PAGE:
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The Effects of Glucose Concentration on Yeast Respiration

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Myesha Radney

on 30 October 2013

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Transcript of The Effects of Glucose Concentration on Yeast Respiration

The Effects of Glucose Concentration on Yeast Respiration
In this experiment, we are trying to study how the concentration of glucose affects the rate of fermentation.

Our variable is the varying amounts of glucose.
Our control group is the sample that has 5% (1.0g glucose).

The greater the concentration of glucose, the faster the rate of respiration will be.
Step 1:
Weigh four different amounts of glucose.
0.12g, 0.24g, 0.36g, and 1.0g and place each amount into a flask.
Step 2:
Add 10ml of H20 to the flask and gently swirl until the glucose is dissolved.
Step 3:
Using a 10ml pipet, transfer 10ml of the yeast mixture into the 50 ml flask.
Step 4:
Occasionally swirl the yeast suspension for 5 minutes, and leave to settle.
step 5:
Take 3ml exactly of the yeast in the 50 ml flask into the syringe and then draw 1ml of air.
step 6:
Complete the respirometer and hold it with one hand, and the other hand covering the syringe.

(insert pic of respirometer here)
Thank You
for Watching
What does it all mean?
Interpreting the Results
Evaluation of Hypothesis
Implications of Results
Based on our results, it is evident that our data did not support our hypothesis. As we mentioned earlier, we initially predicted that respiration rates would be directly proportional to concentration, or in other words, that respiration rates would increase as concentrations increase. However, it is evident that our outcomes were much different than expected.
Maximal Value
Our results actually illustrated immense variation with the slopes, or respiration rates, for various concentrations. The respiration rates seem to fluctuate amongst our different sample concentrations. Based on this, we can infer that even though there might be a relationship between respiration rate and sugar concentration, it is difficult to assess it without taking into account other factors such as temperature. For example, if the temperature of my respirometer was lower than the temperature of my group mate's. then my yeast respiration rate could have been slower.

We can also infer that some other factors could have affected our results. Some of these include:
step 7:
Wait until water bubble reaches 0ml.
step 8:
When water bubble reaches 0ml, start to record measurements for 1 minute intervals.
(read the top of water bubble not the bottom)
Concentration Calculation:
5% = (n/20ml)*100

n = (5*20)/100

n = 1.0g
Linear Equations:

trial 1: y=0.039x+0.081

trial 2: y=0.0466x-2E-14

Concentration Calculation:
0.6% = (n/20ml)*100

n = (0.6*20)/100

n = 0.12g

Linear Equations:

trial 1: y=0.01x+0.03
slope= 0.01

trial 2: y=0.01x+0.08
slope= o.o1
Concentration Calculation
1.8% = (n/20ml)*100

n = (1.8*20)/100

n = 0.36g

Linear Equations:

trial 1: y=0.085x-0.1911
slope= 0.085

trial 2: y=0.023x-0.043
slope= 0.023
Concentration Calculation:
1.2% = (n/20ml)*100

n = (1.2*20)/100

n = 0.24g

Linear Equations:

trial 1: y=0.053x-0.005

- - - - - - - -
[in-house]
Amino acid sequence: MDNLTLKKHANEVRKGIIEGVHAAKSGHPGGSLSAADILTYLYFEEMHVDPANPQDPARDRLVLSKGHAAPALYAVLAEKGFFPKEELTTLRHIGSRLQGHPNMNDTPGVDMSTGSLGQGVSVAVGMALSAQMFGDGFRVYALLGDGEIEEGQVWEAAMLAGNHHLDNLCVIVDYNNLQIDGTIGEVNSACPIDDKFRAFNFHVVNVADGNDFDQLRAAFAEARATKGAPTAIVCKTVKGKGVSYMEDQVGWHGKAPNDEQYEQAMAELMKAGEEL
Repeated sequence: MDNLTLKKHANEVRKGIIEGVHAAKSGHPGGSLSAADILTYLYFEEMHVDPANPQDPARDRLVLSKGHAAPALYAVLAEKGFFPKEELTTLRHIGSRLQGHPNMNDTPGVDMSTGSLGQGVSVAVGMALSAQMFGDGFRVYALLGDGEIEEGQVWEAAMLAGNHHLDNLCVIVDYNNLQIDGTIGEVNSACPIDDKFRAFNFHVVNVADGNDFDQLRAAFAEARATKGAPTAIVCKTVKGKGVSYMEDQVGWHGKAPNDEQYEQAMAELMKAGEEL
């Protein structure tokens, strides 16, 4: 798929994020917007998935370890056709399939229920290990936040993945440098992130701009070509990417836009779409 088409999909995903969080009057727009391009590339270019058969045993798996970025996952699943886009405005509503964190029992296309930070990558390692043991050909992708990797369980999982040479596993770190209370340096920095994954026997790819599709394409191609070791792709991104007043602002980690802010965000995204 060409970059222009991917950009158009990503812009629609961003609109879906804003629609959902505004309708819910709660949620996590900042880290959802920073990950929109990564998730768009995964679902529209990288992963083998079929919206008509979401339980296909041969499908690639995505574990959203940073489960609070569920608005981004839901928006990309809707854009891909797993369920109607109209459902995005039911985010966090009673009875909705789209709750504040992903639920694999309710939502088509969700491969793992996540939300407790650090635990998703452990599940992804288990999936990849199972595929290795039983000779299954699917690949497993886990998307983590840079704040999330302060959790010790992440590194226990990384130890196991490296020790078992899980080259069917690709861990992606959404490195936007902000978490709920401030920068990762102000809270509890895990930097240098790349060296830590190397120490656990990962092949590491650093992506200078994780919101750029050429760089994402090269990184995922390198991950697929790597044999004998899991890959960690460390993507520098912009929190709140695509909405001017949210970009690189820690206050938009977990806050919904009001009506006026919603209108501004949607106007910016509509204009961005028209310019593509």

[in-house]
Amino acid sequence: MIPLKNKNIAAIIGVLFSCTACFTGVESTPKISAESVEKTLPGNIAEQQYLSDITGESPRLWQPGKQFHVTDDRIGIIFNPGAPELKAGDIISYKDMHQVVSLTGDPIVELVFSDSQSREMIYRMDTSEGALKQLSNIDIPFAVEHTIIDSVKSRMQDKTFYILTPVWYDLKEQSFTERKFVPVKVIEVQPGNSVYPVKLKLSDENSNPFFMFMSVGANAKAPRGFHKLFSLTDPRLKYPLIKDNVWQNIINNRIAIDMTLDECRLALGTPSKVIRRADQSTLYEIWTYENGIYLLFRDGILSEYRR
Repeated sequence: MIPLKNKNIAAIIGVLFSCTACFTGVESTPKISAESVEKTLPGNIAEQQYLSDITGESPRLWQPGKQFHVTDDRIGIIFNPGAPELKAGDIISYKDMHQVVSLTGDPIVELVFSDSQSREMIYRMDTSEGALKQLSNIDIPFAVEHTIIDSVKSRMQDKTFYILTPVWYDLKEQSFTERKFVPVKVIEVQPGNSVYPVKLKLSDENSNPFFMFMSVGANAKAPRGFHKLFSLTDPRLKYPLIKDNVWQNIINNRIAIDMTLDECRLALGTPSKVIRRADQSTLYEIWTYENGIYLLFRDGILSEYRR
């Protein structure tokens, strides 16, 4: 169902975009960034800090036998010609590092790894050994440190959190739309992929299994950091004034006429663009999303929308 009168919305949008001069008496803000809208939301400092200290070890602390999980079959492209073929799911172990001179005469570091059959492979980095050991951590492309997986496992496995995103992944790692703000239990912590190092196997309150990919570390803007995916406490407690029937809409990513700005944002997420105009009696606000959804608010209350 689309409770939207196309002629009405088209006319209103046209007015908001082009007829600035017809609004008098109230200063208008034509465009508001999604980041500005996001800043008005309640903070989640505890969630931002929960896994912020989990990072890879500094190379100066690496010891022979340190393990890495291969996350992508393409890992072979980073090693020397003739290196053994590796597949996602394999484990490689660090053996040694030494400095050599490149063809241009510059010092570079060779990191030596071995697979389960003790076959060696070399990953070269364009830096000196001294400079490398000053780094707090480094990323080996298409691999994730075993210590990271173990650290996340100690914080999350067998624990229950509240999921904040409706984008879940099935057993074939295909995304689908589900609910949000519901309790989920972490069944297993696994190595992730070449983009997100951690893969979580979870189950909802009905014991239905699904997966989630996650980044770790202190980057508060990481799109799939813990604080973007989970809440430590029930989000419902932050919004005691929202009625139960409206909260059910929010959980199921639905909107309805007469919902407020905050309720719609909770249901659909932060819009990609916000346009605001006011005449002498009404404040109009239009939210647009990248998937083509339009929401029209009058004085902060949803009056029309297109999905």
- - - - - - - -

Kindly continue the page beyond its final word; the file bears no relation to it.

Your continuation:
slope= o.o53

trial 2: y=0.0389x-0.1932

Yeast are single celled eukaryotic cells that are in the kingdom fungi. Some types of yeast can be found
naturally on plants or in the soil. Scientists love to work with yeast because it can be grown quickly and its DNA can be easily manipulated.
Fermentation is a process that allows cells to gain energy from different types of carbohydrates while being anaerobic (without oxygen) to form carbon dioxide. Fermentation can be used to produce food and drinks.
Biofuel is very important in science because it is renewable and burns cleaner unlike fossil fuels. Biofuel
is a great source of energy that can be used. Biofuels start of as grains of corn and wheat and through a
process are made into biofuels.
Glucose is a carbohydrate and the most important simple sugar in human metabolism. It is also a
monosaccharide because it’s one of the smallest forms of carbohydrates. Different amounts of glucose can affect the rate of fermentation. Energy is obtained from glucose using this reaction.

C6H12O6 + 6O2 --> 6CO2 + 6H2O
Myesha Radney
Dunya Bazzi
Faris Ahmed

Other Factors
- Temperature

- Type of respirometer holder

- Size of water bubble

- Disparity between glucose
Due to the ambiguity of our results, we were not able to identify a maximal or optimal value.
Alternative Hypothesis
In efforts to retest our experiment and obtain data that supports our hypothesis, we could perform an alternative experiment or standardize certain variables.

We could still use different concentrations of sugar, but we could standardize the temperature of the respirometer and the respirometer holder. We could then hypothesize:
If the temperature is held constant, yeast respiration rates for various samples will increase as the concentration of sugar added increases.
Implications for Biofuel Production
Although our results were ambiguous. if we were in fact able tweak our experiment and find support for our hypothesis then we could infer that since yeast are hungry for carbohydrates, like glucose, then by increasing the respiration rates of yeast by controlling for certain variables like concentration, then we might be one step closer to replacing fossil fuels with biofuels.

In other words, if increased concentrations of glucose means faster yeast respiration rates then we might be able to conduct fermentation, production of ethanol, more rapidly and efficiently by providing and growing more grain and plants to obtain more glucose for yeast to metabolize.
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